Floating Off the Page (The Best Stories from The Wall Street Journal’s “Middle Column”) Edited by Ken Wells, Foreword by Michael Lewis / Copyright 2002 / A Wall Street Journal Book / Published by Simon & Schuster, Inc., New York / Paperback, 282 Pages
There are many reasons to read…and to re-read. This book is one of those books that I often re-read. Like a favorite movie or a favorite show, I still thoroughly enjoy the replay – simply because it is so well-made.
This book is a compilation of great short newspaper features. No matter when it was released, the works have become timeless because of the way they were written – “so engaging and light ‘as almost to float off the page’”. As an observer of journalism and modern media, this book reminds me that good work is out there and I don’t have to give in to the sometimes overwhelming frustration at the woefully poor writing that come at me every day.
This book is a collection of people stories, what sometimes is referred to as “color” – usually a sidebar anecdote to make issues more human. But the Wall Street Journal placed it in the middle column of Page One and turned it into their readers’ delight. Because finding unusual things about the usual things can make a reader stop and pay attention. The story can bring laughter, or tears, or wonder and bewilderment. The stories bring something un-ordinary and I’ve enjoyed each one of them. Over and over again.
From the Introduction, Ken Wells says that their readership surveys show that the middle column is among the paper’s best-read features. “…journalism professors across the nation routinely clip it and give it to their students with the admonition: ‘If you wish to write well, learn to write like this.”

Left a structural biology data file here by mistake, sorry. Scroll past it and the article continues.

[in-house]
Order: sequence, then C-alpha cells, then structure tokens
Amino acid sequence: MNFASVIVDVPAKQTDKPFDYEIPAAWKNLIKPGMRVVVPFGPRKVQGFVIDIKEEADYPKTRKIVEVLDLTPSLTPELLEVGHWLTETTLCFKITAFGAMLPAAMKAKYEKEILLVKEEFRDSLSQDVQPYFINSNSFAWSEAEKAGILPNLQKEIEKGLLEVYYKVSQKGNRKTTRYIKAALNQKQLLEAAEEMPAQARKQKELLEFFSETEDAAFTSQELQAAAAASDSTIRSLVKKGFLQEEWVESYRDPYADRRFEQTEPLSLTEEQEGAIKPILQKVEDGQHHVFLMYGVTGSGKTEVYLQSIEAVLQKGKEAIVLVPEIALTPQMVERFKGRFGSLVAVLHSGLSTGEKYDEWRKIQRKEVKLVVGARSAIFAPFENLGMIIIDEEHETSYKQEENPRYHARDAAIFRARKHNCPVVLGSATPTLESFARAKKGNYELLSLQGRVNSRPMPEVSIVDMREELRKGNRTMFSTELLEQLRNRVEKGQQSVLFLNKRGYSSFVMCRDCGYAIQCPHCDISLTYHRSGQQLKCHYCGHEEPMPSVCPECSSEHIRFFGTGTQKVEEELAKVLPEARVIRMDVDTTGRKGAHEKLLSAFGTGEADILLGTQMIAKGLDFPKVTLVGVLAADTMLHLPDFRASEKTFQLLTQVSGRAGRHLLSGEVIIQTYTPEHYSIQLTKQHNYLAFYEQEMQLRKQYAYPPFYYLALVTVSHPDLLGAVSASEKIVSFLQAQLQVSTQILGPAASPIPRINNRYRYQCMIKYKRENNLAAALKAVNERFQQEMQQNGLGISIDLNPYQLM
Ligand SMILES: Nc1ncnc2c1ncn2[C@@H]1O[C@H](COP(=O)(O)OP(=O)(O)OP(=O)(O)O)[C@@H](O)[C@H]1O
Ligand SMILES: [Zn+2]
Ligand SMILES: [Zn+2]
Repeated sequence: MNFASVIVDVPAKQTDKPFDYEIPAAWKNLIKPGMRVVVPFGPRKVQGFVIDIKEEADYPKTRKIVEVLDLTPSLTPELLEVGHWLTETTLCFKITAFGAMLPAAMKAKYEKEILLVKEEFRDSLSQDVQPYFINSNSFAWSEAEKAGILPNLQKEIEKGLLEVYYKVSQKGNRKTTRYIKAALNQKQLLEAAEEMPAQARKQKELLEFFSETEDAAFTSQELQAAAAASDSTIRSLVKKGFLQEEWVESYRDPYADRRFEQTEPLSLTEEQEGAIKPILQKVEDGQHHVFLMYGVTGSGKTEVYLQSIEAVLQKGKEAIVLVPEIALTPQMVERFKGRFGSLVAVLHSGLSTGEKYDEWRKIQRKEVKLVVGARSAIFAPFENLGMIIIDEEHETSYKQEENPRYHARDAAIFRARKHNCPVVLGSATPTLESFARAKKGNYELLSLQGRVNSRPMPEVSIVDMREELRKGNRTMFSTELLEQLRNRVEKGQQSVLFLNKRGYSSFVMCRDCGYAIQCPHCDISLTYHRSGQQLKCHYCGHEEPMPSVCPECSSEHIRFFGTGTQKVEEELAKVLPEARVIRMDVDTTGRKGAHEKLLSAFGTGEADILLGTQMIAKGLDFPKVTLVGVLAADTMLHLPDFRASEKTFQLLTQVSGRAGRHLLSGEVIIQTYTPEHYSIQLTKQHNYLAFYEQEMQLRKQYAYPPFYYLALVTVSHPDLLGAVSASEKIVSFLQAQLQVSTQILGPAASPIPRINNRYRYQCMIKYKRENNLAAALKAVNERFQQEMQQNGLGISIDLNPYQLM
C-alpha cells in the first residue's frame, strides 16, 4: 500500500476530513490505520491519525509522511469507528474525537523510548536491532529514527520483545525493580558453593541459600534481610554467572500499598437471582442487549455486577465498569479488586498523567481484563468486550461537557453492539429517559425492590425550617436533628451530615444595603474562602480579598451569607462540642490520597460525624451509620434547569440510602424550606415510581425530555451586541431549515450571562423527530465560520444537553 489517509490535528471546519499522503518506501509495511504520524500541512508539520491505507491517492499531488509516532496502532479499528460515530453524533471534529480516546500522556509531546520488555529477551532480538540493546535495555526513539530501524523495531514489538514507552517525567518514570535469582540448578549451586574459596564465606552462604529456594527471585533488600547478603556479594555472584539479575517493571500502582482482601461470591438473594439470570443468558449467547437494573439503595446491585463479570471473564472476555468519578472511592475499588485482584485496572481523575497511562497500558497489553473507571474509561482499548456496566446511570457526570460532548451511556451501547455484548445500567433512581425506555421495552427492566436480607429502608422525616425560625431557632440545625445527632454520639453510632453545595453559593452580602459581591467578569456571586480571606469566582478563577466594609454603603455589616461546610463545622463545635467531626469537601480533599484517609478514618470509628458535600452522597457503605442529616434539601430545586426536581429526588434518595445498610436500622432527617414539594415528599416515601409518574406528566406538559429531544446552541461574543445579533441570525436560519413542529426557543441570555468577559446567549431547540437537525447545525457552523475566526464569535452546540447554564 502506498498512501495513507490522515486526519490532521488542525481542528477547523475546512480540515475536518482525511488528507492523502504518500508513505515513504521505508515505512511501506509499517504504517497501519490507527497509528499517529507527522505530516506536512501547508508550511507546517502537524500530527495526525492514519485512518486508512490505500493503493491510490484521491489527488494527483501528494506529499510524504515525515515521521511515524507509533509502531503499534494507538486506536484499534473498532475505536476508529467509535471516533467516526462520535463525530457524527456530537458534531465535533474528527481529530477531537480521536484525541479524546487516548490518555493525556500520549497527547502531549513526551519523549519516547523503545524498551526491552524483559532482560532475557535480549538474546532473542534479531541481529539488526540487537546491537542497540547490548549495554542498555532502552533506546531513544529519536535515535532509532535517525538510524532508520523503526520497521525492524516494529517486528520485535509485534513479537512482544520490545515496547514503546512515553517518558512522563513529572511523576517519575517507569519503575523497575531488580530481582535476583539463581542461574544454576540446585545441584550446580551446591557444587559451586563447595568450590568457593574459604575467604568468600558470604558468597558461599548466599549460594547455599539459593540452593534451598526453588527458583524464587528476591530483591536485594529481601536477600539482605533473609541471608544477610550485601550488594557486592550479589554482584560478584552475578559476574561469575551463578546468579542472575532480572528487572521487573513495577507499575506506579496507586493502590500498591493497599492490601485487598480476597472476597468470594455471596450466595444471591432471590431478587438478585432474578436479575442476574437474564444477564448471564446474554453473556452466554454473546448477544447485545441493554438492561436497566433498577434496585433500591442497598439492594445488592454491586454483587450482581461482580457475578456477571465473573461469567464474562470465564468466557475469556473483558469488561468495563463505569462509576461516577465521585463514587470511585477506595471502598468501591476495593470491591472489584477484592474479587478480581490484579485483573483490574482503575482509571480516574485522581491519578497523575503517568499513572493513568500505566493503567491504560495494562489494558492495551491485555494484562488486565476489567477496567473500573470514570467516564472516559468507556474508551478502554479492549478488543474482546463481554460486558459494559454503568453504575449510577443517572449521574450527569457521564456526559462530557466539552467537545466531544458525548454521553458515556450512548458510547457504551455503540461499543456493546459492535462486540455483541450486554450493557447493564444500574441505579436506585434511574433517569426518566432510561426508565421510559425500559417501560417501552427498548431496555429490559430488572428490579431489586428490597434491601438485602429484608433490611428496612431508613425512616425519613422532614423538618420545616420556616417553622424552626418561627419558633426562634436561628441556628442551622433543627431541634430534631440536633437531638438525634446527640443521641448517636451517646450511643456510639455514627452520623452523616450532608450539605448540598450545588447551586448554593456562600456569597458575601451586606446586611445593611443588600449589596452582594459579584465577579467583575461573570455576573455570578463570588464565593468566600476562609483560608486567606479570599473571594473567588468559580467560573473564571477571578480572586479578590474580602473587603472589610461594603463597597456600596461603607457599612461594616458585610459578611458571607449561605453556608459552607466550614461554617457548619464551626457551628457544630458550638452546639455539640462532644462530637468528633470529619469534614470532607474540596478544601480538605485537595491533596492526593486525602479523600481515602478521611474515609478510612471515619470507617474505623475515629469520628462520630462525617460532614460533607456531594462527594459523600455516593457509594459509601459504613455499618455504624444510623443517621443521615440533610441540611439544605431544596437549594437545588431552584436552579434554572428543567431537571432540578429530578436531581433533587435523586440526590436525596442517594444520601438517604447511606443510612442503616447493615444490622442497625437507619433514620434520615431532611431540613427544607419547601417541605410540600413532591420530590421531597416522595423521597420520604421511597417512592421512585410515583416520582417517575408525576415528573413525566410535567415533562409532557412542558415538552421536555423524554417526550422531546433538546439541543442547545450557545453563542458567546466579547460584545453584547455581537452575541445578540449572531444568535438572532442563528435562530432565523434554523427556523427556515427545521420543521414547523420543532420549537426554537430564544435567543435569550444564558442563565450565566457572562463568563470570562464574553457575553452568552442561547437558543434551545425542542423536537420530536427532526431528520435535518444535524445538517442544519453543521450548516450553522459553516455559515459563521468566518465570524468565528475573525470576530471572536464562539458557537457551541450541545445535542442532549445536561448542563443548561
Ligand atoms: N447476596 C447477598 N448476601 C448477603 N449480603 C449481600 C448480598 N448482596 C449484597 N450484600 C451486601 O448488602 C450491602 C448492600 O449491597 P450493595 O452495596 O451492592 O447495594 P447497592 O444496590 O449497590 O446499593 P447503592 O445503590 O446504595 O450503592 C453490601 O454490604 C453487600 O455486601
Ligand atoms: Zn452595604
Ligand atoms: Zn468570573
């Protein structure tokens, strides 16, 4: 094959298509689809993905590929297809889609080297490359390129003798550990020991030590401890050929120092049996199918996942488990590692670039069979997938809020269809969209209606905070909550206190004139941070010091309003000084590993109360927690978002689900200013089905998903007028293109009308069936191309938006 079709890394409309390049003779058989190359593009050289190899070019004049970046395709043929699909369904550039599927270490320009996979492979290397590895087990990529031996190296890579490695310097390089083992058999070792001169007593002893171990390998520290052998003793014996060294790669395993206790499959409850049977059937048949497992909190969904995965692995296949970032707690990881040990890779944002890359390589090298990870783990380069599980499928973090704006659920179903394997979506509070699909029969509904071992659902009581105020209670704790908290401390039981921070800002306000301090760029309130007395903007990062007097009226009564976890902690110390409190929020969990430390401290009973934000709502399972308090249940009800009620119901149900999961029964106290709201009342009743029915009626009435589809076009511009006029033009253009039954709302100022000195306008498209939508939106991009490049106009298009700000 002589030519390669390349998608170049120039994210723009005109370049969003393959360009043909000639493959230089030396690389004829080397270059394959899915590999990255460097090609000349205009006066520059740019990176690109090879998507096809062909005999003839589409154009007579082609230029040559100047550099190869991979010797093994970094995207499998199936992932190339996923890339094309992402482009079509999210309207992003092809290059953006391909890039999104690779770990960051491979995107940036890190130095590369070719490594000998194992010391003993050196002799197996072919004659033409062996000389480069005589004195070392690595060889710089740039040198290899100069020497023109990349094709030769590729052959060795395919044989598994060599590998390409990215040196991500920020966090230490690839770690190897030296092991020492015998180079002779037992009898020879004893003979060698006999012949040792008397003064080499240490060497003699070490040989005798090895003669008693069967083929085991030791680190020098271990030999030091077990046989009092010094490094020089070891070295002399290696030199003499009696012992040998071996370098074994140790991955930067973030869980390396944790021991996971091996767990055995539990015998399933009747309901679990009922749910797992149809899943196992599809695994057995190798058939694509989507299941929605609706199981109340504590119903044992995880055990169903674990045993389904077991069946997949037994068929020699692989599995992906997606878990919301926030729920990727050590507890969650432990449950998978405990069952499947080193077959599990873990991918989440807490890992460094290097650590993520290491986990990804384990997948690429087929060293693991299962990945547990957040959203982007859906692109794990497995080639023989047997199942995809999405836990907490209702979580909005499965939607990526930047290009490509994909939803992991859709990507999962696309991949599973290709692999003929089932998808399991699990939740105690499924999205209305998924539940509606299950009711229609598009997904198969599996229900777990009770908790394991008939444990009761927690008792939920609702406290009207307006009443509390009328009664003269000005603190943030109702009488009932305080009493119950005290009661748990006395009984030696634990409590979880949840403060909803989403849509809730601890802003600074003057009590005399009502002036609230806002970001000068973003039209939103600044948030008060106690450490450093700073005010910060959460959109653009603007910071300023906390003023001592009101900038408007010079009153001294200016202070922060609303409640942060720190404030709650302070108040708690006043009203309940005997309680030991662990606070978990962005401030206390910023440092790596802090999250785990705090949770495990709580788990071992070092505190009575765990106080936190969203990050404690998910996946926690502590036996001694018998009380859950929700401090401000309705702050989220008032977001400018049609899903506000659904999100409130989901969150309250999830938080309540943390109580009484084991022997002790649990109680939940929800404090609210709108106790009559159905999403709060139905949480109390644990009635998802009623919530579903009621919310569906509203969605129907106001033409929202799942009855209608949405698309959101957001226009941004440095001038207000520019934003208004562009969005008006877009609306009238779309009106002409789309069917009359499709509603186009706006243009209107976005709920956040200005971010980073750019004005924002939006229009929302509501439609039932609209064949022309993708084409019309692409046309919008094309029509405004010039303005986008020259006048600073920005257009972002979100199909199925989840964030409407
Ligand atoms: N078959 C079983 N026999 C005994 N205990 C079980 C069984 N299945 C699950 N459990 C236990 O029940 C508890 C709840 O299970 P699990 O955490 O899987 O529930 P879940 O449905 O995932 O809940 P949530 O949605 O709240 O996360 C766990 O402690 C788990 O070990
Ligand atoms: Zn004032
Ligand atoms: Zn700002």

I agree, precisely why I like re-reading these stories. I re-read and re-read figuring out how the writers’ minds worked out their structure, organized their facts, found their slant. I re-read and re-read still wondering what attitude one must have to keep finding magic in this world. I applaud all the writers in this collection for making it all look so effortless and simple. That is a true talent.
Those discussing the “click-and-bait” topic should get a hold of this book. Here, creative does not mean gimmick. Insight does not mean spin. Here the title of every column is crafted as thoughtfully as the content in its intent to inform and entertain. In this book, you can see when the writer and editor team is working so well and everyone enjoys the outcome – especially the reader.
And I think that is the best compliment I can give it – that this is a book that a reader will thoroughly enjoy.